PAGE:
15 November 2006

The Blue Hand Gang and other stories

Silly me, I gave the FB some squares of coloured tissue paper to play with this morning. He's had a great time screwing them up, cutting them up into different shapes and generally decorating the floor with them. Then this afternoon he discovered that if they got wet the ink ran and he could make patterns with them. Very inventive I thought, then saw the carpet, his hands, legs (the FB would, if allowed, spend his life naked) and feet. They are blue, and it won't come off.

We are on day 3 of enforced rest and boredom has well and truly set in. I am now an expert on all CBeebie programs - Doodledo is fantastic (Smarteenies should be taken off air, ughh) and the Numberjacks has the best music I have heard on a kid's tv show. And of course Underground Ernie is back on much to the happiess of a certain little boy.

My copy of The Crafter's Companion arrived this morning and there is the most gorgeous sewing bag in it (top row, otherside of the elephant purse). It will have to wait until after Christmas though as I won't have a sewing machine until then. So a question for you all. Is there a particular sewing machine you would recommend to buy or stay clear of?

7 comments:

kirsty said...

Where do I start on sewing machines? A subject about which I have vast and intense opinions! Because I teach quiltmaking I get to see and try hundreds of different machines. Ahem, check out Husqvarnas (my favourite). Berninas and Pfaffs are great,too, although Pfaffs are pernickity and need to be babied. The best brand pretty much depends on your price range - most lower priced models are asian made and not very good. The exception is Husqvarna. MOST* of their machines (including lower priced models) are made in Sweden and all have the same basic frame, from cheapest to most expensive.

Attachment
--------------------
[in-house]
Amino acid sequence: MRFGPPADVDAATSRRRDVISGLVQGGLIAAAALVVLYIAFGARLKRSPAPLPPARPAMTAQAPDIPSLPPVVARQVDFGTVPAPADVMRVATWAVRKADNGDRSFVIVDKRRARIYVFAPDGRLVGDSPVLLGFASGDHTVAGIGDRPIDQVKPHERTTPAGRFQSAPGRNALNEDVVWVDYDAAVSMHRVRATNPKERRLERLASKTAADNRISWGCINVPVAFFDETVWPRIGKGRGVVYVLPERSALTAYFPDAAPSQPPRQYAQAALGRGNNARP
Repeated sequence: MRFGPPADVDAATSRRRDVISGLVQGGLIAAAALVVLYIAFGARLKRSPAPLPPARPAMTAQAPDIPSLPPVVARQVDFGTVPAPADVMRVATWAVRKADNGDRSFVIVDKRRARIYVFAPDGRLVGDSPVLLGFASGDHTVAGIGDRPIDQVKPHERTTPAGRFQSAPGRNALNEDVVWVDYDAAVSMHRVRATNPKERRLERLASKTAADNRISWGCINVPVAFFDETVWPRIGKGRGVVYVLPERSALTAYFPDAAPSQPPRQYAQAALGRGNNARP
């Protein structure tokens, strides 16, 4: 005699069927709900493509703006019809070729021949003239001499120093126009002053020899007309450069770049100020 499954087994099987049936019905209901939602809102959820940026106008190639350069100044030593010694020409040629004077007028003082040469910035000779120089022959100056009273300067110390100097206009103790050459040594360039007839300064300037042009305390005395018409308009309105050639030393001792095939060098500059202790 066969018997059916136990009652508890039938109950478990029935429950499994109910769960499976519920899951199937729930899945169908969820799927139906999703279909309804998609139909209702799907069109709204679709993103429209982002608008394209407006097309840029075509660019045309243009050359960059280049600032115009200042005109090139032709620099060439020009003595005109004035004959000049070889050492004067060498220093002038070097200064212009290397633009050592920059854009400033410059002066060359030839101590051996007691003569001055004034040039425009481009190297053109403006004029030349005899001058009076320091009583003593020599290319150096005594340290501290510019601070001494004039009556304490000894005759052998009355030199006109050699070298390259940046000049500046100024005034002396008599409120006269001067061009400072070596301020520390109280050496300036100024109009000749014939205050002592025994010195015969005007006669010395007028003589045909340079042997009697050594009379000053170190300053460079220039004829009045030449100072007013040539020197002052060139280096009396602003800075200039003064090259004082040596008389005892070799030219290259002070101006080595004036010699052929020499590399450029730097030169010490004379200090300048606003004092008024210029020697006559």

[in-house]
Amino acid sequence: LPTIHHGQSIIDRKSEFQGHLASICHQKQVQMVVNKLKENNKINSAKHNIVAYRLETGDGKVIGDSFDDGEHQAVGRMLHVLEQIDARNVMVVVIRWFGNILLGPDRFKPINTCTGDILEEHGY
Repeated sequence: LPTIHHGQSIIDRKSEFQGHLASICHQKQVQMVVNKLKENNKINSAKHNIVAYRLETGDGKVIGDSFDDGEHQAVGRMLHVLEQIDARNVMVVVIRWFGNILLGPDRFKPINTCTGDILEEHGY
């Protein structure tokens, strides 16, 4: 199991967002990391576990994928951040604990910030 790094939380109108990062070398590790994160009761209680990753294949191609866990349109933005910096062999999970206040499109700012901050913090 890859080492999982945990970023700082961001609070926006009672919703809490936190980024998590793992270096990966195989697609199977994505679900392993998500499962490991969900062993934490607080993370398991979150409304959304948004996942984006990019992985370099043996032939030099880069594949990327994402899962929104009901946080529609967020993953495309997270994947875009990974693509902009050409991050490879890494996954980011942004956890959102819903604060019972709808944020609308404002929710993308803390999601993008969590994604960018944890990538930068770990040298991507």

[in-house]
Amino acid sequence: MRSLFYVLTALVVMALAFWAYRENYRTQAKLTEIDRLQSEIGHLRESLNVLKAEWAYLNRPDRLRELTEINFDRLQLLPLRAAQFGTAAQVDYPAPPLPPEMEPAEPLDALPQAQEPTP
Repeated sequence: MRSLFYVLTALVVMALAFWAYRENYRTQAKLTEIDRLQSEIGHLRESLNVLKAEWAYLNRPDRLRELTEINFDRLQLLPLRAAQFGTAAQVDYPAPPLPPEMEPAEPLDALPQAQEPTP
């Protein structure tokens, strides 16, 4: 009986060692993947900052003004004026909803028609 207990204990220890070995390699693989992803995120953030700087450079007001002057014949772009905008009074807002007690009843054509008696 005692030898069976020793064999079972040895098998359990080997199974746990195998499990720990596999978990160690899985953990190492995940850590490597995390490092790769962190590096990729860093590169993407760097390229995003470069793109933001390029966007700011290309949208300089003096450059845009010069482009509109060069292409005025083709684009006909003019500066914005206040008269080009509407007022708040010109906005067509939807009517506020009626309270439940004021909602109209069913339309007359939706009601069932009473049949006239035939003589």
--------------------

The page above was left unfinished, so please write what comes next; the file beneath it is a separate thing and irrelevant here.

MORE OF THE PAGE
(* they do have one or two very cheap machines which I think are made in Asia)
Also, consider buying a second-hand machine if money is tight. They can be hard to get hold of (because people trade them in and then the manufacturers landfill them!)but I would look for old Elnas or Husqvarnas - really old - 1970's models. There was a ten year period during which some superb machines were made. There's also lots of rubbish - you'd need to try them out.

kirsty said...
This comment has been removed by a blog administrator.
Bec of the Ladies Lounge said...

Love the idea of his blue hands - very Celtic!!

Anonymous said...

You can't go wrong with a Bernina. I'm a quilting fanatic and also sew for my little granddaughter. I've had it about 16 years and I love it..in Irish the words for black people are "daoine gorm" which means,literally, "blue people"...how about that?!

daysgoby said...

No idea...I'm one of those girls that bitched until they let me take wood shop instead of home ec.
(Sigh) And now I wish I could sew.
I like the ellie phunt purse too!

velcro said...

we had to do all three at school - learn to sew, cook and do woodwork. for one term I even got taught to use a spinning wheel!

any advice about Singer machines?

Anonymous said...

Singers work fine--good basic to start you off without breaking the bank. They try to bamboozle you with all the fancy stitches--and then charge you more of course. You can go far with just the basics--straight stitch and zig-zag. Lotsaluck! It's fun....